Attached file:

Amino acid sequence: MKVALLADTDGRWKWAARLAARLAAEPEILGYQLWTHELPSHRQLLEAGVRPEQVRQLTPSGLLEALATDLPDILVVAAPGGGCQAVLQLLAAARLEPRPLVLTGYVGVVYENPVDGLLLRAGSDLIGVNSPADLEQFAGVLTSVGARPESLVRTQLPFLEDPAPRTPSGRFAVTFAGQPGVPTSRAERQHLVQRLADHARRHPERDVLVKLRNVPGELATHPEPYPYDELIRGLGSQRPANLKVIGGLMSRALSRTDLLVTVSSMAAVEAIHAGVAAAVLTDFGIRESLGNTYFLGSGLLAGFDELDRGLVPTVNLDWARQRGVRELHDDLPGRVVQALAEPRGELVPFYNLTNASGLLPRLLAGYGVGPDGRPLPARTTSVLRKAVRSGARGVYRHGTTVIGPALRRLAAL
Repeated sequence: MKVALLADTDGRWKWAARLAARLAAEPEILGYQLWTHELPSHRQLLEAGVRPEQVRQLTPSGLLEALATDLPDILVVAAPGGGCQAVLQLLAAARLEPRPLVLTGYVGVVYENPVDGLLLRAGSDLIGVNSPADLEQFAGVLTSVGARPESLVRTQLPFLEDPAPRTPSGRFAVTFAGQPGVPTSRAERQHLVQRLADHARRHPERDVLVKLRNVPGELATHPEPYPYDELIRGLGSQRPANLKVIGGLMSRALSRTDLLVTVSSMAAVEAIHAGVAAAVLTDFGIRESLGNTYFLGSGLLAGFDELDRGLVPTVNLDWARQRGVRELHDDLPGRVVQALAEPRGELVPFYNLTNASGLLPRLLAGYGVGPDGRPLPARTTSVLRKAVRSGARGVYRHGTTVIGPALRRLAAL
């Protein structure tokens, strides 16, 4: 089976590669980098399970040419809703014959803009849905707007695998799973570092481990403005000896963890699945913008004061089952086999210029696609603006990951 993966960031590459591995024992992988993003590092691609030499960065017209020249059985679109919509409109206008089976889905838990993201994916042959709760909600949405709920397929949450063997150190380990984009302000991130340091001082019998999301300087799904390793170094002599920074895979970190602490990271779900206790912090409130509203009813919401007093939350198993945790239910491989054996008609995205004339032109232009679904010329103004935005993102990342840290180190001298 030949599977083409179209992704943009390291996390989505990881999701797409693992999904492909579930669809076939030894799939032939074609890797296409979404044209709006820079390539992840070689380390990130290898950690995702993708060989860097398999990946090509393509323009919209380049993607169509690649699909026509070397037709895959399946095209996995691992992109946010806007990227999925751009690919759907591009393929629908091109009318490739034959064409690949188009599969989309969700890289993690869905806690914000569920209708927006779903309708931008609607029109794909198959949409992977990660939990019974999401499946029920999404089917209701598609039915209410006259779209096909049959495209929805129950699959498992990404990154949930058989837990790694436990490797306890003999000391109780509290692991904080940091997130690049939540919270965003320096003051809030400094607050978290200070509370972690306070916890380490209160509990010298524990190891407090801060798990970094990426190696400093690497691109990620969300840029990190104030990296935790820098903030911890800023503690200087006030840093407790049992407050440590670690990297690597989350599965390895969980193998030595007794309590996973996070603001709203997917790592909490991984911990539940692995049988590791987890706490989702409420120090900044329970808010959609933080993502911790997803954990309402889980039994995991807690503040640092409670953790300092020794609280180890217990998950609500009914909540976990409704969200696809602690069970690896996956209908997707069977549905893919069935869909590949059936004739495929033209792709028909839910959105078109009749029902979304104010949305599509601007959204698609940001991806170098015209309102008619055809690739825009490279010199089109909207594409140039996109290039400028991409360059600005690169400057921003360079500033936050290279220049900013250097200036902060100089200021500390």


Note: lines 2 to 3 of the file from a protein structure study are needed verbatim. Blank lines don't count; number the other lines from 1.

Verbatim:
Repeated sequence: MKVALLADTDGRWKWAARLAARLAAEPEILGYQLWTHELPSHRQLLEAGVRPEQVRQLTPSGLLEALATDLPDILVVAAPGGGCQAVLQLLAAARLEPRPLVLTGYVGVVYENPVDGLLLRAGSDLIGVNSPADLEQFAGVLTSVGARPESLVRTQLPFLEDPAPRTPSGRFAVTFAGQPGVPTSRAERQHLVQRLADHARRHPERDVLVKLRNVPGELATHPEPYPYDELIRGLGSQRPANLKVIGGLMSRALSRTDLLVTVSSMAAVEAIHAGVAAAVLTDFGIRESLGNTYFLGSGLLAGFDELDRGLVPTVNLDWARQRGVRELHDDLPGRVVQALAEPRGELVPFYNLTNASGLLPRLLAGYGVGPDGRPLPARTTSVLRKAVRSGARGVYRHGTTVIGPALRRLAAL
């Protein structure tokens, strides 16, 4: 089976590669980098399970040419809703014959803009849905707007695998799973570092481990403005000896963890699945913008004061089952086999210029696609603006990951 993966960031590459591995024992992988993003590092691609030499960065017209020249059985679109919509409109206008089976889905838990993201994916042959709760909600949405709920397929949450063997150190380990984009302000991130340091001082019998999301300087799904390793170094002599920074895979970190602490990271779900206790912090409130509203009813919401007093939350198993945790239910491989054996008609995205004339032109232009679904010329103004935005993102990342840290180190001298 030949599977083409179209992704943009390291996390989505990881999701797409693992999904492909579930669809076939030894799939032939074609890797296409979404044209709006820079390539992840070689380390990130290898950690995702993708060989860097398999990946090509393509323009919209380049993607169509690649699909026509070397037709895959399946095209996995691992992109946010806007990227999925751009690919759907591009393929629908091109009318490739034959064409690949188009599969989309969700890289993690869905806690914000569920209708927006779903309708931008609607029109794909198959949409992977990660939990019974999401499946029920999404089917209701598609039915209410006259779209096909049959495209929805129950699959498992990404990154949930058989837990790694436990490797306890003999000391109780509290692991904080940091997130690049939540919270965003320096003051809030400094607050978290200070509370972690306070916890380490209160509990010298524990190891407090801060798990970094990426190696400093690497691109990620969300840029990190104030990296935790820098903030911890800023503690200087006030840093407790049992407050440590670690990297690597989350599965390895969980193998030595007794309590996973996070603001709203997917790592909490991984911990539940692995049988590791987890706490989702409420120090900044329970808010959609933080993502911790997803954990309402889980039994995991807690503040640092409670953790300092020794609280180890217990998950609500009914909540976990409704969200696809602690069970690896996956209908997707069977549905893919069935869909590949059936004739495929033209792709028909839910959105078109009749029902979304104010949305599509601007959204698609940001991806170098015209309102008619055809690739825009490279010199089109909207594409140039996109290039400028991409360059600005690169400057921003360079500033936050290279220049900013250097200036902060100089200021500390």